An atheist group has convinced an Indiana school district to ban its teacher led-prayers in its local public schools.
The Freedom From Religion Foundation sent a letter to the Vigo County School Corporation in Terre Haute in May, demanding that it halt the practice of allowing teachers to lead prayers in area public schools. The letter came after an anonymous parent contacted the atheist organization, saying that a teacher at the local Sarah Scott Middle School had led a prayer during a recent school banquet.
The letter demanded that the school district investigate the incident and provide an outline as to how it would educate its teachers and staff on the constitutional separation of church and state. more >>
A federal appeals court in Indiana has ruled to allow humanists in the state to have their weddings officiated by a secular celebrant.
A three judge panel with the Chicago-based 7th U.S. Circuit Court of Appeals ruled this week that humanists should be allowed to have their weddings officiated by secularist celebrants, arguing that preventing them from doing so violated the First Amendment rights to freedom of religion. Previously, Indiana's law stated that marriages could only be performed by religious clergy or government officials, such as mayors and city clerks.
"This is a big step forward in recognizing the rights of nonreligious persons," Reba Boyd Wooden, executive director for the Center for Inquiry, a humanist group, said in a press release. "Now couples may have a Secular Celebrant who shares their world view solemnize their marriage." more >>
The University of Notre Dame has acquired the three-volume Bible of the first Roman Catholic priest to be ordained in the United States.
Notre Dame officially accepted the Bible of Father Stephen Badin, a native of France who was ordained in the United States in 1793.
Badin's Bible was delivered to the Indiana-based Catholic academic institution by the Sisters of Loretto of Nerinx, Kentucky, on Monday. more >>
Well-known Christian motivational speaker Justin Lookadoo who sparked controversy last year with his message that "dateable girls know how to shut up," was arrested in Evansville, Indiana, this week for public intoxication.
According to a WFIE report, Lookadoo, 44, was arrested after authorities found him in his car on the side of I-164. They said he told them he pulled over to take a nap but their investigation of his car revealed something different.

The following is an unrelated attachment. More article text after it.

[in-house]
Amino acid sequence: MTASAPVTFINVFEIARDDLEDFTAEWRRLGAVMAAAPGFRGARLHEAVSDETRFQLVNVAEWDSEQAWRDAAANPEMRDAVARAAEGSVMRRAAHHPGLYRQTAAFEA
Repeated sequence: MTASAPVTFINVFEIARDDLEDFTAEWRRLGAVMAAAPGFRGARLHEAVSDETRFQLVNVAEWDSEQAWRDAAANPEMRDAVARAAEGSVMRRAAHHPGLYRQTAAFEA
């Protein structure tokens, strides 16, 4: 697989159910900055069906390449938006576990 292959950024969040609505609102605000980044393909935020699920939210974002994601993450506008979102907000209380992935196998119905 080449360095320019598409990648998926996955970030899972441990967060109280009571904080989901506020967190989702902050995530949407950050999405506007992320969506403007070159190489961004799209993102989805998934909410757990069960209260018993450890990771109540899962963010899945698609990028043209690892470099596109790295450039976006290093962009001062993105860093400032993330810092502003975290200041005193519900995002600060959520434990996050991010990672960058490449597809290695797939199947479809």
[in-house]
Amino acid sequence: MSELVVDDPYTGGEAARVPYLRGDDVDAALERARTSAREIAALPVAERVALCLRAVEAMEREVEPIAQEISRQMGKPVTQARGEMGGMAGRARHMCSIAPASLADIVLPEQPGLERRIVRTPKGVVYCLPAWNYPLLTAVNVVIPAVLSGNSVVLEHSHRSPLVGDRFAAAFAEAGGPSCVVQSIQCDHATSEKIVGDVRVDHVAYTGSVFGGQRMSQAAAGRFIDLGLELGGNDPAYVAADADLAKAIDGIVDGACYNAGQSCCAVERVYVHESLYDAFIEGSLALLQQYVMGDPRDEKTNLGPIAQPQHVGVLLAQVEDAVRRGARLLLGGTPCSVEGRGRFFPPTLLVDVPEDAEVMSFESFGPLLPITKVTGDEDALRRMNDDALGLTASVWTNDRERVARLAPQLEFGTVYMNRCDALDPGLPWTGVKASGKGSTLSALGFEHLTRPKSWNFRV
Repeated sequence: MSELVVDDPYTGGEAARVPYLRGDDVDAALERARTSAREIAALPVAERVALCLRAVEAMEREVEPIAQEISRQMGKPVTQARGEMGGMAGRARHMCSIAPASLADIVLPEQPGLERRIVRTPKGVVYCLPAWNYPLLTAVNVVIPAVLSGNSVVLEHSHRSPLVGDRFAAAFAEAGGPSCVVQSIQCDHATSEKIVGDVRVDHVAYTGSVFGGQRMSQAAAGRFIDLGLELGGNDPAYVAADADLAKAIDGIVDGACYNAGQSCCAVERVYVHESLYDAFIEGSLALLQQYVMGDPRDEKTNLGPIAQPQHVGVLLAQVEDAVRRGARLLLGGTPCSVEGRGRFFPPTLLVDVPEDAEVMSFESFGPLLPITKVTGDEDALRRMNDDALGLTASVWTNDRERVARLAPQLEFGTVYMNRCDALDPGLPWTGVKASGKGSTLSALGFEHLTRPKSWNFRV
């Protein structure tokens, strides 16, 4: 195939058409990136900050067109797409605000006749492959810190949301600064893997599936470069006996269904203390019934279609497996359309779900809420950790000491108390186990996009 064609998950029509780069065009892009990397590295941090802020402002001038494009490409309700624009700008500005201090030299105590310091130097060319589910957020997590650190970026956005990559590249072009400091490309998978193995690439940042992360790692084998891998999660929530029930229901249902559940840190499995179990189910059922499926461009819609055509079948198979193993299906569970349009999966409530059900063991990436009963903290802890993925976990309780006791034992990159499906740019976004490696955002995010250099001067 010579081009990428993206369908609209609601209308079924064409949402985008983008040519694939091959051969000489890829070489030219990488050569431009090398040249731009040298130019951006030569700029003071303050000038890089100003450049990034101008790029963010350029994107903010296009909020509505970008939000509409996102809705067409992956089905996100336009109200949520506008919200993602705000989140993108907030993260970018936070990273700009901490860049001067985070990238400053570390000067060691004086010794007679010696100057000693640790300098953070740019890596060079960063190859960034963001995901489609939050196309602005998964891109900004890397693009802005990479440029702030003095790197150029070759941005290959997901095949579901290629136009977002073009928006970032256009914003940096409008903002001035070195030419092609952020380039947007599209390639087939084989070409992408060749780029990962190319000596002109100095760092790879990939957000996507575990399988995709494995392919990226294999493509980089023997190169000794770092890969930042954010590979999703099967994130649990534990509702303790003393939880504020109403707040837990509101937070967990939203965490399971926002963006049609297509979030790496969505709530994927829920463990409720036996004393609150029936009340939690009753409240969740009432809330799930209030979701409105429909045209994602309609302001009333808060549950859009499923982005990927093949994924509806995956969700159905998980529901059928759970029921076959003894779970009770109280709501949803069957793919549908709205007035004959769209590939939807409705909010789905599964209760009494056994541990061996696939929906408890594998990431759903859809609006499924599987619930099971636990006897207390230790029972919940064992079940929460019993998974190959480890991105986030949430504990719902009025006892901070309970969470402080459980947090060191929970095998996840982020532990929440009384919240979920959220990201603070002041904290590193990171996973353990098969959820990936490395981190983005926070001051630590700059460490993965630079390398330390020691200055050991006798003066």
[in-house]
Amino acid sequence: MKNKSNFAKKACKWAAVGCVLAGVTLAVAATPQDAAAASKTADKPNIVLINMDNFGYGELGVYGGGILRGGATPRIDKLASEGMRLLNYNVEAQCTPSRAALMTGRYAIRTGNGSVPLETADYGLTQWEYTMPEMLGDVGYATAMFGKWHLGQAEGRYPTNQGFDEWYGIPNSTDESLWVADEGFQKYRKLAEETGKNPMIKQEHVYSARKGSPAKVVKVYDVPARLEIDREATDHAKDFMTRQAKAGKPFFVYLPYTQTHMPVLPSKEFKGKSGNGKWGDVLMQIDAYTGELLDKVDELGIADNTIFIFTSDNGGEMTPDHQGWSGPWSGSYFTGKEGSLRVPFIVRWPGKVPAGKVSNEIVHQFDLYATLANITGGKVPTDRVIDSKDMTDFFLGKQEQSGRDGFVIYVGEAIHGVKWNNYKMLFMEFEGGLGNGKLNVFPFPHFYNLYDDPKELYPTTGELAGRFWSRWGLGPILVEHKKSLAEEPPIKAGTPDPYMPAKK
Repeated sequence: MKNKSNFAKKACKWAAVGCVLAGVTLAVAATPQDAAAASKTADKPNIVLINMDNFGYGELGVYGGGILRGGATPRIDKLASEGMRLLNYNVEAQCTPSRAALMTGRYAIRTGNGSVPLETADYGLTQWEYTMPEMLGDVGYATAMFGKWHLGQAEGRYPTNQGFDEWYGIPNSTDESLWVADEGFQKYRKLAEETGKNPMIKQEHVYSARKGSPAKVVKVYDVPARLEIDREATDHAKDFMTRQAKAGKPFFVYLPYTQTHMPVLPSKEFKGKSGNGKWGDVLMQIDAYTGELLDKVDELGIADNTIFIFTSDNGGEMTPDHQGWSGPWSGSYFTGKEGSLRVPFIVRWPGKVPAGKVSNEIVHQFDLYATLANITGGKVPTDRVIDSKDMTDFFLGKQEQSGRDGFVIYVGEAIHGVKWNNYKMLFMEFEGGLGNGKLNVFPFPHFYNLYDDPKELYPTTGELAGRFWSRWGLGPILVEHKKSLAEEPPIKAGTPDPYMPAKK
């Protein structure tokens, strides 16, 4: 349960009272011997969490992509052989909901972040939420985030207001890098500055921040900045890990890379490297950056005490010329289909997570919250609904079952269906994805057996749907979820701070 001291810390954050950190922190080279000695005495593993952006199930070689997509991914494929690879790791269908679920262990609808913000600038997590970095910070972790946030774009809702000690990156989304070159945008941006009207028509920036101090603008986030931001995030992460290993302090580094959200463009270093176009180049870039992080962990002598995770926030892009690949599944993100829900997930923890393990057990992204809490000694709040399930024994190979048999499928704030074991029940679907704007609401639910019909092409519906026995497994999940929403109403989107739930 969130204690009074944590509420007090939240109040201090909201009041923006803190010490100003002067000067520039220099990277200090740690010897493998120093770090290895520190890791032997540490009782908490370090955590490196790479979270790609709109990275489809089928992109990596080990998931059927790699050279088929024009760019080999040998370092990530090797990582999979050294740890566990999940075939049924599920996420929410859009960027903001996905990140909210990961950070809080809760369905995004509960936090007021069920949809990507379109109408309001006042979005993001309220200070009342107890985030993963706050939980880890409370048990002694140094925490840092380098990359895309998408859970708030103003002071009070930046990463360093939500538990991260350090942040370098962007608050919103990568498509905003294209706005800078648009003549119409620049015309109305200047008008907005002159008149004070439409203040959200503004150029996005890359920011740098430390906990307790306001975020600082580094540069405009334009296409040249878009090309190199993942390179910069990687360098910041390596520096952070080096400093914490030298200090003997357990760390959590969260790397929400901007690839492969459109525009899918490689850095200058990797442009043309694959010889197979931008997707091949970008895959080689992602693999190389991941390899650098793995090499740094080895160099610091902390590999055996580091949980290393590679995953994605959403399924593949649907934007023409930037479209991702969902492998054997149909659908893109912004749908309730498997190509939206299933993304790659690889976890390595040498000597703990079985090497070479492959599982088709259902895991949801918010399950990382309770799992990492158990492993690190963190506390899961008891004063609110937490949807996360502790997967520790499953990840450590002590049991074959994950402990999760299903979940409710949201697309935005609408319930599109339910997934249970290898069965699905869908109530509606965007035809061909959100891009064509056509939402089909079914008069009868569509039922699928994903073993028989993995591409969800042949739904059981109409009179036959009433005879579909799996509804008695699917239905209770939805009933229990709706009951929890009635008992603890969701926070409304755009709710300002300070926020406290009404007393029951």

Deputies reportedly found vomit inside Lookadoo's car and said he reeked of alcohol. He also failed a sobriety test recording a BAC of .07. more >>
Former Baltimore Ravens defensive coordinator Chuck Pagano accepted the head coaching position with the Indianapolis Colts in 2012; but not long after his first season, he was diagnosed with acute promyelocytic leukemia and was hospitalized for treatment.
His story of faith and recovery, while leading the Colts during his time of crisis, and of the immense support he received from family, friends, and the team are documented in his new book, Sidelined: Overcoming Odds through Unity, Passion and Perseverance.
Coauthored by Bruce A. Tollner, in Sidelined Pagano documents his experiences undergoing chemotherapy while leading the Colts to the playoffs, and of being strengthened by the triumvirate of "faith, family, and football." more >>
An atheist teacher claims he was recently fired from his position at Middlebury Community Schools in Indiana due to his lack of religious beliefs, but school officials are arguing the 29-year-old educator was fired for his poor performance.
Teacher Kevin Pack recently filed a complaint with the U.S. Equal Employment Opportunity Commission, claiming that he was fired from his position as a German teacher at Northridge High School because he is an atheist and the school's principal, Gerald Rasler, is an evangelical Christian.
Pack told The Goshen News that expressing his atheism during the school year led to the recent termination of his work contract. The 29-year-old teacher has disputed the district's claims that he was fired due to poor work performance that included missing parent-teacher conferences, arriving at work late and leaving students unattended in the classroom. more >>